By VANESSA GERA
WARSAW, Poland (AP) — French President Emmanuel Macron is pushing for tighter European rules to protect workers in France and other prosperous countries in Western Europe from cheaper labor stemming from the continent’s east.
Macron is set to raise concerns over so-called “posted workers” and “social dumping” with several leaders in Central Europe as he makes his first visit to the region this week, a stance that threatens fresh tensions in a bloc already strained by competing national interests after disputes over migrants and Britain’s vote last year to leave the European Union.
During a three-day tour starting Wednesday, Macron will seek to get agreement on posted workers, those who are temporarily posted by companies in their home country to a second country. While abroad, they continue to pay into the tax and social security systems of their home countries, allowing their employers to hire them for less than in Western countries where welfare costs are higher. The largest number work in construction, but many also work as welders, electricians or caring for the elderly.
Though they don’t account for more than a small fraction of the EU’s total workforce, they are perceived as pricing out local workers in the more prosperous countries of Western Europe, putting downward pressure on wages and exacerbating inequalities in wealth. This concern was one of the factors behind Brexit.
While the posted workers must earn at least the minimum wage of the host country, they often earn less than the wages guaranteed by prevailing collective agreements between unions and firms.
Critics of the current regulations, which took effect in 1996, years before a large chunk of the former communist bloc joined the EU, say it gives Eastern European service providers an unfair advantage over Western companies because their wage and social security costs are lower. It’s a practice that some have dubbed “social dumping.”
Last year, the European Commission proposed new rules to regulate posted workers and create a “level playing field.” The proposals were latched on by Macron during his successful presidential run.
The most important change would be to require companies to pay posted and local workers the same. In addition, the prevailing labor laws of the host country on such things as overtime, bonuses and vacations days would have to be applied if a posting lasts longer than two years.
However, the proposals haven’t won the support of the 11 EU countries, including Poland, which is the largest source of posted workers, with around 300,000 to 400,000 a year. Nine other former communist member states have also voiced their opposition as has Denmark, which says the proposals don’t go far enough to protect the Danish system of collective bargaining.
Vladimir Dlouhy, head of the Czech Republic’s Chamber of Commerce, says he believes the revised rules are, in fact, “about pushing cheaper competitors, mostly from Central and Eastern Europe, from the market.”
The EU’s 28 members will debate the changes this fall before eventually voting on them. Macron’s tour of the region is aimed at winning some understanding for the position of the more prosperous countries. During his visit, Macron will go to Austria for meetings with Czech, Slovak and Austrian leaders, and Romania and Bulgaria.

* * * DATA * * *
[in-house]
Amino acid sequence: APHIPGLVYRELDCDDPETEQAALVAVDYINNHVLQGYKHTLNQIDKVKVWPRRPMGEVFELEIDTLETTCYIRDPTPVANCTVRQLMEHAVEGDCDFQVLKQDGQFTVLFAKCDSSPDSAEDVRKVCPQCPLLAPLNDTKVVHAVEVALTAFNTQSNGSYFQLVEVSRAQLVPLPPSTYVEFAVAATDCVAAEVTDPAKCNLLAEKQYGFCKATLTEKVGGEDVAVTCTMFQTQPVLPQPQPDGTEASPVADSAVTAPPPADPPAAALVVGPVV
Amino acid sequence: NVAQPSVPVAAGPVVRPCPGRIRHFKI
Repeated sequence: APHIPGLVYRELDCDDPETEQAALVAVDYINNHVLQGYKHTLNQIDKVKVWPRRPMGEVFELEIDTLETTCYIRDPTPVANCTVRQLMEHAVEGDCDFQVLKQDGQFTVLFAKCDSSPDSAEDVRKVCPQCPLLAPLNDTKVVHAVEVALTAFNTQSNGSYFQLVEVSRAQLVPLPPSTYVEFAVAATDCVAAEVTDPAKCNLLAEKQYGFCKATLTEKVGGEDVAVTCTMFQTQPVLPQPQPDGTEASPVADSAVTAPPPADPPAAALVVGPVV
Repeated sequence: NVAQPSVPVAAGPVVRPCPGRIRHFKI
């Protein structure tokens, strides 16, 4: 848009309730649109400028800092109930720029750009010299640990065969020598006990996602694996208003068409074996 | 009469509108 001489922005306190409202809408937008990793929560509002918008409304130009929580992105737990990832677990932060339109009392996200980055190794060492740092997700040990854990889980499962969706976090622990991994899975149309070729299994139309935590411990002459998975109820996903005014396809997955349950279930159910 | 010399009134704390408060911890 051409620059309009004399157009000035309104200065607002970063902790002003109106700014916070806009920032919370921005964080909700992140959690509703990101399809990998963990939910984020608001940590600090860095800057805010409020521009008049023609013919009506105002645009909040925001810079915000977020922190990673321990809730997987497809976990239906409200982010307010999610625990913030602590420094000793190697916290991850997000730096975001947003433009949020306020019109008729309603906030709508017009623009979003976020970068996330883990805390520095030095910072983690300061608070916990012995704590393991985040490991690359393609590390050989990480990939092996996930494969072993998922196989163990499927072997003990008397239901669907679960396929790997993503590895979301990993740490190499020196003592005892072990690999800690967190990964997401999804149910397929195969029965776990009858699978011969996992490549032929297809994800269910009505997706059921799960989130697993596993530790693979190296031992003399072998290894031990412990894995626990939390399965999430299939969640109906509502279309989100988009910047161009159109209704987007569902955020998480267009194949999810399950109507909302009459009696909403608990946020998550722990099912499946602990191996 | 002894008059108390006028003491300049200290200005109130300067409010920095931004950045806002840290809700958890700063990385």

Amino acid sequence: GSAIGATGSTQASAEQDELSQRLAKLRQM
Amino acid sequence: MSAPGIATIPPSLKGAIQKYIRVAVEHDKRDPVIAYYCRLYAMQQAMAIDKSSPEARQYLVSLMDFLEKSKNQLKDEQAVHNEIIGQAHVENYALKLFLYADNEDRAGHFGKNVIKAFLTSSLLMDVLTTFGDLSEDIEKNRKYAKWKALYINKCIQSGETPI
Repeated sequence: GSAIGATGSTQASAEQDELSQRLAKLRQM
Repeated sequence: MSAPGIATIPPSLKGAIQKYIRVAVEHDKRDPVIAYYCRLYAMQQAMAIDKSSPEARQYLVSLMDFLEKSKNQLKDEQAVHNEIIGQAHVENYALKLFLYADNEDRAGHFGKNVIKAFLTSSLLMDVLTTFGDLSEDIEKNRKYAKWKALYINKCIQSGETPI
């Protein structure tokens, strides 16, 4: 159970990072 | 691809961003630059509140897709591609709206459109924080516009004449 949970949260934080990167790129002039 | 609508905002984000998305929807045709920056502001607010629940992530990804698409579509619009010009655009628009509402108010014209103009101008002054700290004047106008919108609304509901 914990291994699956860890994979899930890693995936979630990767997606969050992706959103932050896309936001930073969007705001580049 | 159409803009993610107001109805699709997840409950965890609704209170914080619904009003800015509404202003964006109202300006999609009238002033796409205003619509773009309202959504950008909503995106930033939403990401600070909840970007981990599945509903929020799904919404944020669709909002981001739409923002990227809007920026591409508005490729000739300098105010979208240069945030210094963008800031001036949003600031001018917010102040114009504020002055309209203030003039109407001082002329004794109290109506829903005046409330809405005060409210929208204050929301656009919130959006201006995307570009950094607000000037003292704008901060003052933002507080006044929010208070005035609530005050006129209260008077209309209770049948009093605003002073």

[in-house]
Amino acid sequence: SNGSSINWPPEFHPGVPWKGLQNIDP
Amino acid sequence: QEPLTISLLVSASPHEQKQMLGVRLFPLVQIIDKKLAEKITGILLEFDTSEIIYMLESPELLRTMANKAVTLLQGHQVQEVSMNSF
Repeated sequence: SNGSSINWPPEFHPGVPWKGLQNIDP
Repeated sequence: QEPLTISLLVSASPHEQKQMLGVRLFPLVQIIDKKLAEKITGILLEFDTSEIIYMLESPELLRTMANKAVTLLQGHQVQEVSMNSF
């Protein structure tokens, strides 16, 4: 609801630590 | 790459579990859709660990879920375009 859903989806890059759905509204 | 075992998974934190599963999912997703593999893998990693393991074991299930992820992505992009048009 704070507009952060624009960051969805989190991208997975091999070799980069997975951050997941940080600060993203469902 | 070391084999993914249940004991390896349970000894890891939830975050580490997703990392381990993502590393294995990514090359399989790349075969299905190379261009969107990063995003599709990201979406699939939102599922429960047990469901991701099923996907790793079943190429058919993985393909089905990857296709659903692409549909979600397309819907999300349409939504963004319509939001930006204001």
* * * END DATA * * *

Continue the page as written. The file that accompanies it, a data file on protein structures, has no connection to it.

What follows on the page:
Some labor market experts have argued that it’s a mistake to just isolate posted workers.
Dominik Owczarek, an expert on European labor polices with the Institute of Public Affairs in Warsaw, said French and German companies, for example, have profited by producing and selling goods across Central Europe, benefiting from low-wage, high-skilled workers and low corporate taxes.
“Western countries afraid of competition from Eastern countries want protectionist policies to give better chances to companies in their countries,” he said. “In a way the posting of workers is ‘social dumping,’ but you can also call it the right to free competition.”
Poland’s government has hinted it could retaliate if the new rules pass.
But Poland’s ability to defend the interests of its firms and workers has weakened under Prime Minister Beata Szydlo’s populist government, which is increasingly marginalized due to rule of law violations and its combative stance toward Brussels.
Macron is pointedly bypassing both Poland and Hungary, which is also perceived by many in Brussels as backsliding on democratic norms.
Marek Benio, deputy head of the Labour Mobility Initiative think tank in Poland, said he believes the proposed changes would merely push workers into the black market because the main reason there are so many posted workers is a “lack of qualified workers for specialized jobs in the receiving countries.”
He accuses Macron of using the issue to distract voters from problems that he and other politicians have failed to fix.
Some Polish companies that send workers to France say they are already being squeezed by greater inspections as the mood turns against them, and fear more regulations will run them out of business.
And of course there are the workers themselves who stand to lose should the rules get tighter.
Associated Press writers Monika Scislowska in Warsaw, Angela Charlton in Paris, Karel Janicek in Prague and Alison Mutler in Bucharest contributed.